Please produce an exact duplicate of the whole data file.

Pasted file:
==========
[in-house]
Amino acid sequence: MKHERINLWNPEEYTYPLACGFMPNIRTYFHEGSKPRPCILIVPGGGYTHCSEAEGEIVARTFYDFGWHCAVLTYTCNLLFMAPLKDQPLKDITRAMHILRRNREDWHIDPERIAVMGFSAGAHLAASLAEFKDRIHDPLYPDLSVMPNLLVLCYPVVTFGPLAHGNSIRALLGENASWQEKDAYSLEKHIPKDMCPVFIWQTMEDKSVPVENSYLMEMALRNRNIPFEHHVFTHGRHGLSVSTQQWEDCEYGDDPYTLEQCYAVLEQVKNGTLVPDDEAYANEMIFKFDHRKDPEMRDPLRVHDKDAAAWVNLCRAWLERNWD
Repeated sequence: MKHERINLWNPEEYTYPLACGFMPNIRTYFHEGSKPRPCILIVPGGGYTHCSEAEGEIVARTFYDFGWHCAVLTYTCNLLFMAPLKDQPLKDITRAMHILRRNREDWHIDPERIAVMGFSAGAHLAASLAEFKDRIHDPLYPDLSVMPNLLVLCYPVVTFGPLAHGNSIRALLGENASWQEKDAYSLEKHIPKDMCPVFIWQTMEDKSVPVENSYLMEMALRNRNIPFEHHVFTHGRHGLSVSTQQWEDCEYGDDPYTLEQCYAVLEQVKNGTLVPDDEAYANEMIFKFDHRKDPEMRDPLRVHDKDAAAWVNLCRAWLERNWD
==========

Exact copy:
[in-house]
Amino acid sequence: MKHERINLWNPEEYTYPLACGFMPNIRTYFHEGSKPRPCILIVPGGGYTHCSEAEGEIVARTFYDFGWHCAVLTYTCNLLFMAPLKDQPLKDITRAMHILRRNREDWHIDPERIAVMGFSAGAHLAASLAEFKDRIHDPLYPDLSVMPNLLVLCYPVVTFGPLAHGNSIRALLGENASWQEKDAYSLEKHIPKDMCPVFIWQTMEDKSVPVENSYLMEMALRNRNIPFEHHVFTHGRHGLSVSTQQWEDCEYGDDPYTLEQCYAVLEQVKNGTLVPDDEAYANEMIFKFDHRKDPEMRDPLRVHDKDAAAWVNLCRAWLERNWD
Repeated sequence: MKHERINLWNPEEYTYPLACGFMPNIRTYFHEGSKPRPCILIVPGGGYTHCSEAEGEIVARTFYDFGWHCAVLTYTCNLLFMAPLKDQPLKDITRAMHILRRNREDWHIDPERIAVMGFSAGAHLAASLAEFKDRIHDPLYPDLSVMPNLLVLCYPVVTFGPLAHGNSIRALLGENASWQEKDAYSLEKHIPKDMCPVFIWQTMEDKSVPVENSYLMEMALRNRNIPFEHHVFTHGRHGLSVSTQQWEDCEYGDDPYTLEQCYAVLEQVKNGTLVPDDEAYANEMIFKFDHRKDPEMRDPLRVHDKDAAAWVNLCRAWLERNWD